People who carry a mutation in the melanoma susceptibility gene CDKN2A have a much lower risk of melanoma than has been suggested by previous estimates, although this risk is higher than that in the general population.
In addition, most familial clusters of melanoma occur in families without identifiable mutations in this gene, according to a new study that appears in the October 19 issue of the Journal of the National Cancer Institute.
Malignant melanoma frequently clusters in families. Studies of hereditary melanoma families have estimated that carriers of CDKN2A mutations have a high lifetime risk ranging from 58% to 91% of developing melanoma by age 80. The lifetime risk in the general population is just 2%.
To obtain risk estimates that may be more representative of gene mutation carrier risks in the general population, Colin B. Begg, Ph.D., of Memorial Sloan-Kettering Cancer Center in New York, and colleagues evaluated 3,550 melanoma patients for CDKN2A mutations, finding mutations in 65 patients. The melanoma histories of the first-degree relatives of these patients were used to calculate the lifetime risk of melanoma in CDKN2A mutation carriers.
The risk of melanoma in CDKN2A mutation carriers was estimated to be 14% by age 50, 24% by age 70, and 28% by age 80. Of the 18 melanoma patients who had three or more first-degree relatives with melanoma, one only was a CDKN2A mutation carrier.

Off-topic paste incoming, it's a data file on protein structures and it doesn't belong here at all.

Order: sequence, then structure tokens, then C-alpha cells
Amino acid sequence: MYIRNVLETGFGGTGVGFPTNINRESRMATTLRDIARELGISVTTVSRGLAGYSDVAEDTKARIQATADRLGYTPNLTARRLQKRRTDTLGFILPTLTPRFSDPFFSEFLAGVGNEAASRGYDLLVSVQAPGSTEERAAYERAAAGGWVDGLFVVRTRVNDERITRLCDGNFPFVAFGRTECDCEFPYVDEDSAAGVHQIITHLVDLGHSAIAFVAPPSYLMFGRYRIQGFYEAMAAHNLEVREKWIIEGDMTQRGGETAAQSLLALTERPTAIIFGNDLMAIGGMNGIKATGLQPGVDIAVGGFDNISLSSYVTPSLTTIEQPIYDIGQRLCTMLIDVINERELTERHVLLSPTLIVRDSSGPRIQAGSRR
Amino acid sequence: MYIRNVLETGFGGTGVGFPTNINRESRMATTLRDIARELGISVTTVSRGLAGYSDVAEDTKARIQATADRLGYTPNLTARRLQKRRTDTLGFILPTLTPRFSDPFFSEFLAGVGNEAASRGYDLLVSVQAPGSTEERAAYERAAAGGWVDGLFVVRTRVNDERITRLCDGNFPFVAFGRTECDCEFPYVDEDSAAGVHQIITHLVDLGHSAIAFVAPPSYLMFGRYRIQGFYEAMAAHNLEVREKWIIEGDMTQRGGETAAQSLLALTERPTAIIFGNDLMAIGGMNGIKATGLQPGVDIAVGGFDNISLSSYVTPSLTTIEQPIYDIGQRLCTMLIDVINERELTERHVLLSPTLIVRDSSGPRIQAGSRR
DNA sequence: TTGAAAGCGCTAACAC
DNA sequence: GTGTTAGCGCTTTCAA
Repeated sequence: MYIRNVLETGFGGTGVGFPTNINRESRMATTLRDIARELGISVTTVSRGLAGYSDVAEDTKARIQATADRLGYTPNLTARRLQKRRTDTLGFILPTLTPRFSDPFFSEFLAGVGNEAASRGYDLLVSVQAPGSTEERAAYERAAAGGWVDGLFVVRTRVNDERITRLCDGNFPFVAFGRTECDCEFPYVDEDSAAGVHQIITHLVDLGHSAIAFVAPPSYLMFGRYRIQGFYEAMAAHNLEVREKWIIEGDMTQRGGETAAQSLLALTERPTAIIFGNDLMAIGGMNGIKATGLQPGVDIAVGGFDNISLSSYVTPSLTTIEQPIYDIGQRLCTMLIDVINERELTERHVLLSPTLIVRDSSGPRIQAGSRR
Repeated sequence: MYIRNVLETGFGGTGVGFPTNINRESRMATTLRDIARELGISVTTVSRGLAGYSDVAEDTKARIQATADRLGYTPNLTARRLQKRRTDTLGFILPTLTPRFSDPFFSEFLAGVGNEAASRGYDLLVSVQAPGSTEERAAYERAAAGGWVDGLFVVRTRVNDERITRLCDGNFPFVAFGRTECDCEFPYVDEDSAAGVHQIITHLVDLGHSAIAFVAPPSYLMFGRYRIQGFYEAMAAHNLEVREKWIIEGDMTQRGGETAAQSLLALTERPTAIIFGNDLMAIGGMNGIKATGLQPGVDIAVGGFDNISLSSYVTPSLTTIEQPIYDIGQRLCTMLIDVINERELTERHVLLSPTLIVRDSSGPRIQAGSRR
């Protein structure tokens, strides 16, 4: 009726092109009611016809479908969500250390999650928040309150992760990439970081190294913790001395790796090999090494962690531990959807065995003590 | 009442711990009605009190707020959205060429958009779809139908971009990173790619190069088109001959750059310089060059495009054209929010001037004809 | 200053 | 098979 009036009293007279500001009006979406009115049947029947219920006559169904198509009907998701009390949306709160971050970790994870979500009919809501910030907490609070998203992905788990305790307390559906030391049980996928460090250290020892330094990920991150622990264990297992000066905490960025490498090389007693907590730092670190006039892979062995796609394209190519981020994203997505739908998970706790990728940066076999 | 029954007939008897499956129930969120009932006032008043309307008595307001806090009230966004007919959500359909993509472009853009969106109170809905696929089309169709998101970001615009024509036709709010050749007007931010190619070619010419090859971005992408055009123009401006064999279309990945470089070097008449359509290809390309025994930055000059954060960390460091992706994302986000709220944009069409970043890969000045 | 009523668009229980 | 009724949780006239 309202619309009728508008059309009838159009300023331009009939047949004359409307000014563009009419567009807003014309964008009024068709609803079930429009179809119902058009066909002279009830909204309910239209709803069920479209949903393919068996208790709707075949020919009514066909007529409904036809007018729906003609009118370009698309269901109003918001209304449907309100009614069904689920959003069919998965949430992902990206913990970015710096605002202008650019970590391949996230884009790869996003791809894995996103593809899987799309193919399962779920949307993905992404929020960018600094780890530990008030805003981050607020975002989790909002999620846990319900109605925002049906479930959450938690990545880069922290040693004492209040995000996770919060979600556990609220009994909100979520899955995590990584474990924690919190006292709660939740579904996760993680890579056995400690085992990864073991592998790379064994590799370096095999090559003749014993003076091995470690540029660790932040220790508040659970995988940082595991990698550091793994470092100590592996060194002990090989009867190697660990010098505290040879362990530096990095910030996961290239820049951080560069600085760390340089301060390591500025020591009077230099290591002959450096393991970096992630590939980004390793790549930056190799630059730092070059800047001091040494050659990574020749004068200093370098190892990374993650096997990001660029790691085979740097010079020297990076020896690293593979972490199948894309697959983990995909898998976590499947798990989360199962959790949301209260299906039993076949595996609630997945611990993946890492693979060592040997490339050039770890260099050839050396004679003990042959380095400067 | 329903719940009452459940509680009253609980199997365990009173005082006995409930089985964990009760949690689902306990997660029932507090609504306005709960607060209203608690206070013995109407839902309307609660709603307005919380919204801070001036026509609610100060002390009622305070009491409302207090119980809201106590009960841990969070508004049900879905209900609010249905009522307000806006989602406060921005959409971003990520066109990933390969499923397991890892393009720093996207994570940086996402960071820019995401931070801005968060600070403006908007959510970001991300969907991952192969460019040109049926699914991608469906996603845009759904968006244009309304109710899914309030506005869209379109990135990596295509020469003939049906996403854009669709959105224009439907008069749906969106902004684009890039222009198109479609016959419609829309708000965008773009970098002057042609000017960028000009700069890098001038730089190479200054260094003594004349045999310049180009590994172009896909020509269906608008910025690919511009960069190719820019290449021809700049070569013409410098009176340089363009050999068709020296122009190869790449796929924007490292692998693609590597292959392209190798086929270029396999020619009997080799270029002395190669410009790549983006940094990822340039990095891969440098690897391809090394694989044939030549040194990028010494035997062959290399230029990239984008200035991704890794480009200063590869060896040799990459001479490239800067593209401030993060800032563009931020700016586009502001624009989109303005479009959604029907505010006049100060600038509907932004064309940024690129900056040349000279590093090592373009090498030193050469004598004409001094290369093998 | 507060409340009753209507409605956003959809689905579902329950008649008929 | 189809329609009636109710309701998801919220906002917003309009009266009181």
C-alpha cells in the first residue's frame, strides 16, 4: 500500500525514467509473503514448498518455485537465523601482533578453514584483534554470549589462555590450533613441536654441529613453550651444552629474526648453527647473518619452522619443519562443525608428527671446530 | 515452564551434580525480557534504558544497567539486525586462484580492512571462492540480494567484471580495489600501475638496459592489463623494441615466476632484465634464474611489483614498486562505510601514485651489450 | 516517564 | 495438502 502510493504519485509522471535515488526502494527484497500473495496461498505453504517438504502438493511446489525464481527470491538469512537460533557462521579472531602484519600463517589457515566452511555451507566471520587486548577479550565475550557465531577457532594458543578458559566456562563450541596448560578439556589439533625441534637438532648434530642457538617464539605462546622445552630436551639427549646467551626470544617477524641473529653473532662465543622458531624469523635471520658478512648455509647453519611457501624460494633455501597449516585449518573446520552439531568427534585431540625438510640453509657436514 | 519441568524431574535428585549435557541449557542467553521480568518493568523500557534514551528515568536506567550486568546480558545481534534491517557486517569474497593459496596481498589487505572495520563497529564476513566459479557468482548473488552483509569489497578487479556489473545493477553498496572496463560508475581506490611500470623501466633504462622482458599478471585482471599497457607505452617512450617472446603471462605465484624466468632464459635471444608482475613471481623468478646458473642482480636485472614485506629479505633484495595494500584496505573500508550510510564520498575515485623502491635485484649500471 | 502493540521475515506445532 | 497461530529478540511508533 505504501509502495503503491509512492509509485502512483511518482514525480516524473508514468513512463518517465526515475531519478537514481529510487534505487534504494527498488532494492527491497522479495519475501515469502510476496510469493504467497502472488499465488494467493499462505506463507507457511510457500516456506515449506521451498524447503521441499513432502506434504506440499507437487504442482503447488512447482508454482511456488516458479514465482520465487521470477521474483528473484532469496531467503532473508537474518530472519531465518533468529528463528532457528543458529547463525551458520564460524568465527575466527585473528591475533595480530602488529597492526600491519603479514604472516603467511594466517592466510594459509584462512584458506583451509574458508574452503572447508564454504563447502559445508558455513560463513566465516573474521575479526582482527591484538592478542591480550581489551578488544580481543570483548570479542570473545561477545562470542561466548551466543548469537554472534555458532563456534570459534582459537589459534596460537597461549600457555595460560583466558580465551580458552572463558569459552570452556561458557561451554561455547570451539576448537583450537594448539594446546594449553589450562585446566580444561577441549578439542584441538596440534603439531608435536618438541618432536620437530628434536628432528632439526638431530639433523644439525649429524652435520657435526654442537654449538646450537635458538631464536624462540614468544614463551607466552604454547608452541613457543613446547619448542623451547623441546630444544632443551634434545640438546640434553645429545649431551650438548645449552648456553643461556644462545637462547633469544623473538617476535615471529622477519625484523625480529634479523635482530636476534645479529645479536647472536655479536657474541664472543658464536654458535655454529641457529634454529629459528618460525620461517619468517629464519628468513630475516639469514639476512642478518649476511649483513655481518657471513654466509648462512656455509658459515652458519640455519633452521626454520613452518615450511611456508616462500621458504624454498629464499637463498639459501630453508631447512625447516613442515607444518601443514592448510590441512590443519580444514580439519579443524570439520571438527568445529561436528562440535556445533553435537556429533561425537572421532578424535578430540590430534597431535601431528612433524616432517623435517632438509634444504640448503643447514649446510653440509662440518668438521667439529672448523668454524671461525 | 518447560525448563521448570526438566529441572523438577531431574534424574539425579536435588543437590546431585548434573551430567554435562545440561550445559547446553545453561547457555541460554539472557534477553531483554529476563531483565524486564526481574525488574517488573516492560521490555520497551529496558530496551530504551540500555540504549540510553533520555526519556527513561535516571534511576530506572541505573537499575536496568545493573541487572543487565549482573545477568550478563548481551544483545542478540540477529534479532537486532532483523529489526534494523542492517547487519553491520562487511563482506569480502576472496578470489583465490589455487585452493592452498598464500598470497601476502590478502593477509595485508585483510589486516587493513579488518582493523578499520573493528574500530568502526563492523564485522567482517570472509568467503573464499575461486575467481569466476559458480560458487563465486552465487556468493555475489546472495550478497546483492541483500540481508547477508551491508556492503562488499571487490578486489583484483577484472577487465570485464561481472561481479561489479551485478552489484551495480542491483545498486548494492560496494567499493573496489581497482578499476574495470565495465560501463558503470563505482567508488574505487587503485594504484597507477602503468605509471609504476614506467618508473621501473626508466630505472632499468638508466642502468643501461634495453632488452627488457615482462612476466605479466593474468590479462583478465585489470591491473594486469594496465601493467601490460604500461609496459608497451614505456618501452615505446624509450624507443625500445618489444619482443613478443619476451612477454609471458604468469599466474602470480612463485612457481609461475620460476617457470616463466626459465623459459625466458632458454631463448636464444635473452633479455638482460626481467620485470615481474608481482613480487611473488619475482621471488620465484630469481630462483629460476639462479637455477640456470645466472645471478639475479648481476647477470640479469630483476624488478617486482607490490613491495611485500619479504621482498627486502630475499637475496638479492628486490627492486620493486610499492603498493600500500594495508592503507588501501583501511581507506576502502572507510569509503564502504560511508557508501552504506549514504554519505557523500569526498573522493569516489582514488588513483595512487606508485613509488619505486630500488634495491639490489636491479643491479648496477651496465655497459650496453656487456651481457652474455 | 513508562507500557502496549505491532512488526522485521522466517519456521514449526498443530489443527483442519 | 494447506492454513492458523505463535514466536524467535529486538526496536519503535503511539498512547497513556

“Our study suggests that CDKN2A mutations have a modest impact on the incidence of melanoma on a population basis and that genetic testing of families with a history of melanoma would be likely to identify relatively few with mutations in CDKN2A,” the authors write.
In an editorial, Alisa M. Goldstein, Ph.D., and Margaret A. Tucker, M.D., of the National Cancer Institute, agree that it would be premature to consider widespread testing for this genetic mutation. They estimate that, based on the results of Begg and colleagues, testing all 59,580 patients newly diagnosed with melanoma in the United States in 2005 would yield only 779 mutation carriers, of which 36% would have neither a family nor personal history of melanoma. “Although CDKN2A mutation status is an important component of familial melanoma susceptibility,” they write, “it is not the only risk factor that should be considered in counseling patients or their family members.”